“In The Vision of All, Joseph Spencer draws on the best of biblical and Latter-day Saint scholarship to make sense of the so-called -Isaiah chapters- in the first two books of the Book of Mormon. Arguing that Isaiah lies at the very heart of Nephi’s project, Spencer insists on demystifying the writings of Isaiah while nonetheless refusing to pretend that Isaiah is in any way easy to grasp.
Presented as a series of down-to-earth lectures, The Vision of All outlines a comprehensive answer to the question of why Nephi was interested in Isaiah in the first place. Along the way, the book presents both a general approach to reading Isaiah in the Book of Mormon and a set of specific tactics for making sense of Isaiah’s writings. For anyone interested in understanding what Isaiah is doing in the Book of Mormon, this is the place to start.”
L. LaMar Adams contributed to this subject in 1984 at BYU’s Religious Studies Center. A Scientific Analysis of Isaiah Authorship.
“The results of this research bear witness that the book of Isaiah has a literary unity characteristic of a single author. These results, therefore, confirm the claims made in the Book of Mormon and the New Testament by later prophets and by the Savior that Isaiah was the author of the book bearing his name.”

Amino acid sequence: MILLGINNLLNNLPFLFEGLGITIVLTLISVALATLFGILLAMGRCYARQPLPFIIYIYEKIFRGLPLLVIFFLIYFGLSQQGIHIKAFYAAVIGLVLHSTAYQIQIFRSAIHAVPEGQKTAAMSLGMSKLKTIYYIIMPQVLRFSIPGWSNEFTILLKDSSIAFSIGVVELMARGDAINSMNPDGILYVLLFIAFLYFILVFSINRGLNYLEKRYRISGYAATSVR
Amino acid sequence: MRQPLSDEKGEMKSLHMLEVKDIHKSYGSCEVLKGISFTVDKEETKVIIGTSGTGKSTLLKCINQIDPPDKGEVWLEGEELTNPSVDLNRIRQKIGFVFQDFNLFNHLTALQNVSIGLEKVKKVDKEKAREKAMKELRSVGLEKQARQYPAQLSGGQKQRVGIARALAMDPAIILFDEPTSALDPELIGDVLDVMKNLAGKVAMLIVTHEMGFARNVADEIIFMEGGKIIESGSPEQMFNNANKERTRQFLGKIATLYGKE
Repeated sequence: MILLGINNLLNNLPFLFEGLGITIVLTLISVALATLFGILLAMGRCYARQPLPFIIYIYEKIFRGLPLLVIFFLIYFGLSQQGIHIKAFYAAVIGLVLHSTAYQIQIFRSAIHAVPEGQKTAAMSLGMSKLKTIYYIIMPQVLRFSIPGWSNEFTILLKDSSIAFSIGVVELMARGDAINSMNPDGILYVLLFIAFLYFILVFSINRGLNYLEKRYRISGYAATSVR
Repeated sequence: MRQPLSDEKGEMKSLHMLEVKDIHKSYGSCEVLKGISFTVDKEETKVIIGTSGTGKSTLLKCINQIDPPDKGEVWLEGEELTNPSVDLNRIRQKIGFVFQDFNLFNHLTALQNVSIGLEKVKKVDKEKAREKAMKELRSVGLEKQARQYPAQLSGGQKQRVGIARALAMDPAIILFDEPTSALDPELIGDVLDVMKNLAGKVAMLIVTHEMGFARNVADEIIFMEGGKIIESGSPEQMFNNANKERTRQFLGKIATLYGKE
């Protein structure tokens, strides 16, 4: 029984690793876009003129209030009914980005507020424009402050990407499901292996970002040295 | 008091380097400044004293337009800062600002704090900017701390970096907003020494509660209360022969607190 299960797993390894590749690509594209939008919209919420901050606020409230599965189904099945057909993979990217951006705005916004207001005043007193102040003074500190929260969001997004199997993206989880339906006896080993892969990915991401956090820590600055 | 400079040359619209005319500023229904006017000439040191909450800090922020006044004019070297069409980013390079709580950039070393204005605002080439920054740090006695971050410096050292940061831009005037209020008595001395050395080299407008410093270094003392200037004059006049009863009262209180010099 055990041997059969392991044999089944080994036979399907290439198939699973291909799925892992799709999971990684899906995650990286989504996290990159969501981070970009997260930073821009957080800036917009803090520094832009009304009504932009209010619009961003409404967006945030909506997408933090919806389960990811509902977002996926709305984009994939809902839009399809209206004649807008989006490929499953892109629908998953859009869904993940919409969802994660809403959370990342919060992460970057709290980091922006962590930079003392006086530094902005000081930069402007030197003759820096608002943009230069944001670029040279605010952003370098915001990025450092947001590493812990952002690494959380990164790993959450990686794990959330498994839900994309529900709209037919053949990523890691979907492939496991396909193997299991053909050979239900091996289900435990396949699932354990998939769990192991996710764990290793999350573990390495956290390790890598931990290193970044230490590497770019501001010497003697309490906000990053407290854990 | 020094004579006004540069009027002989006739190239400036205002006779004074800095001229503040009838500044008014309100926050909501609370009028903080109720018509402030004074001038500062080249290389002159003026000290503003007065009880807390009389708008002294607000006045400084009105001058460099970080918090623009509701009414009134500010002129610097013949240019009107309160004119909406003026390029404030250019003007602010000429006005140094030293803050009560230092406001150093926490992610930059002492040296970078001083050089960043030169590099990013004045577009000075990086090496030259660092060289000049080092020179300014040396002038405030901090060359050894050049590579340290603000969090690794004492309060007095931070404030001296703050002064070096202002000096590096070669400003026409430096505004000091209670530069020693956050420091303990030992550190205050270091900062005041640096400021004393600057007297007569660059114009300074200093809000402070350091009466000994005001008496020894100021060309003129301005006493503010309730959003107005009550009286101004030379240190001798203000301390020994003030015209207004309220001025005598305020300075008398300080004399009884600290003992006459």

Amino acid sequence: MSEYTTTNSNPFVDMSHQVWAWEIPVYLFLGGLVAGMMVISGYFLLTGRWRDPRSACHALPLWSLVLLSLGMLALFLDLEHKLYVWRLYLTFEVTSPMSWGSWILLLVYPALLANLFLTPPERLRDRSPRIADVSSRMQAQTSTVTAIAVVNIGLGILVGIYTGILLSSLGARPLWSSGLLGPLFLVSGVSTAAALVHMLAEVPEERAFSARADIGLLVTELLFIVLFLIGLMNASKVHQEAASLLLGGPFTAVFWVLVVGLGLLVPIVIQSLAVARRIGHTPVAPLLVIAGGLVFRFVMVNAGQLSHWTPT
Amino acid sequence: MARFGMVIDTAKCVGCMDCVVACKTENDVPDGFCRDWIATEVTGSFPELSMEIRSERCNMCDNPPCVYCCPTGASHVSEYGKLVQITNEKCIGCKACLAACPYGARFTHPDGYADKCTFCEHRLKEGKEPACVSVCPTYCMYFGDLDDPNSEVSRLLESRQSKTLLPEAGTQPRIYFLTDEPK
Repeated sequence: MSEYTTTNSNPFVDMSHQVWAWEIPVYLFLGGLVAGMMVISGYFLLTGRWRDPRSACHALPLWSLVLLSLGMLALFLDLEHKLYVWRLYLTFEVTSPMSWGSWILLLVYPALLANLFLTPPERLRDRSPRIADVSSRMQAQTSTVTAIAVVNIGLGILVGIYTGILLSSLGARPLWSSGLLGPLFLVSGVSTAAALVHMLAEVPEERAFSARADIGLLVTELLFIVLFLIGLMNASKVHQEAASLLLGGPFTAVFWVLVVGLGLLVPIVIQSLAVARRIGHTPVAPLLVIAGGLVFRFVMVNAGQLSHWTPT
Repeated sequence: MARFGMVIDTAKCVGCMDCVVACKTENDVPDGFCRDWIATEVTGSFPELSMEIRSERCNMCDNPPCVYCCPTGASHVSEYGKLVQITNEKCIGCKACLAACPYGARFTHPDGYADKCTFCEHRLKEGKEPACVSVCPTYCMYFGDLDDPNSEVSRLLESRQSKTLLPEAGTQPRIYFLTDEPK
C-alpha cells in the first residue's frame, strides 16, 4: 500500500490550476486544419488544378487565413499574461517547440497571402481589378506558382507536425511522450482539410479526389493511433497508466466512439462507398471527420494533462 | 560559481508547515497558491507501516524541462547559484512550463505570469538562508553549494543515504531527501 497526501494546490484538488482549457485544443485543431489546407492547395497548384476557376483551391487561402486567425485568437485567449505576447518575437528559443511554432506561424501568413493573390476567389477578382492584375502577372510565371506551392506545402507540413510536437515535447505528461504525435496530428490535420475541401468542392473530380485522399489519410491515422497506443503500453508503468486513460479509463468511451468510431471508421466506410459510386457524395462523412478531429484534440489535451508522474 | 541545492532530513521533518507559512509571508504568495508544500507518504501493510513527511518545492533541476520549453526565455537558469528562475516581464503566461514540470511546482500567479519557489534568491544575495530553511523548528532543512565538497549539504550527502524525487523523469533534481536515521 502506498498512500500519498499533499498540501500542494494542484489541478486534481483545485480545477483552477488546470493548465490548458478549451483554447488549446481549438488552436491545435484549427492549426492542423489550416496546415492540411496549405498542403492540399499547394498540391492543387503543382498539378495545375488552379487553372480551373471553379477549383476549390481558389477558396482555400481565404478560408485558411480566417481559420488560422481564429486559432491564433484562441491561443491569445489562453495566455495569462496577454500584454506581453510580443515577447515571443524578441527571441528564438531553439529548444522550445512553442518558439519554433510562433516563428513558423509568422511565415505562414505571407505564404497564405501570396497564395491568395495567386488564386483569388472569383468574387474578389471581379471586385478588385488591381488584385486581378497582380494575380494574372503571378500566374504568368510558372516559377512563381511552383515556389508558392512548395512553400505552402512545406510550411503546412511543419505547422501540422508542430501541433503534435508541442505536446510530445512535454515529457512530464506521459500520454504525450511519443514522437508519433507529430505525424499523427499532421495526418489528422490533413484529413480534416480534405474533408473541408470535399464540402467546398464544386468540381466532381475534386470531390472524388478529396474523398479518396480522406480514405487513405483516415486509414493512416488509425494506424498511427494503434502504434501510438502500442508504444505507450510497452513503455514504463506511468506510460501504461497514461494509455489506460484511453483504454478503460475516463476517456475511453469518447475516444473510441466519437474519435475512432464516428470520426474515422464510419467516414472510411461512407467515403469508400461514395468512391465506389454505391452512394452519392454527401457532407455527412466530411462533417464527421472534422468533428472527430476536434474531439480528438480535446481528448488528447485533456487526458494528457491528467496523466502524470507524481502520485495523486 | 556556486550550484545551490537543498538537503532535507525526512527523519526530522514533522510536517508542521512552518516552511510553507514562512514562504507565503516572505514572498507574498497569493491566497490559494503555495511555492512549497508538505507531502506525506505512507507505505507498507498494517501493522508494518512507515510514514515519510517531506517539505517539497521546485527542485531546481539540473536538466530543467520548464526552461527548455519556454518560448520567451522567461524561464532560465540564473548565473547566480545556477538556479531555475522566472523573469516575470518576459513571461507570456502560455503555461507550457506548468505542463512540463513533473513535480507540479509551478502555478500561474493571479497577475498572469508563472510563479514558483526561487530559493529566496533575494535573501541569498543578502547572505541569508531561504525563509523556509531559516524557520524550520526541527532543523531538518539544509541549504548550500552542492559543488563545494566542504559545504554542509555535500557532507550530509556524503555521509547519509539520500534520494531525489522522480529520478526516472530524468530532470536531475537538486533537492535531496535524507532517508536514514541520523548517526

In addition, Paul Fields shared his insight at a recent conference on this topic: Stylometry and the Book of Isaiah. A few paragraphs from the conference about Isaiah in the Bible:
“There have been a few stylometric studies over the years starting with the earliest that I am aware of in 1970. To interpret the results, it is important to realize that none of the studies can establish that there was more than one writer of the text. Although there is evidence of more than one writing style in the text, factors other than the identity of the author must be considered.
“More than one style does not necessarily indicate multiple ‘hands hold the pen.’ The same author can express himself or herself differently when writing at different times, to different audiences, on different topics, or for different purposes. So, the presence of multiple writing styles cannot be asserted as indicating multiple people as authors of a text.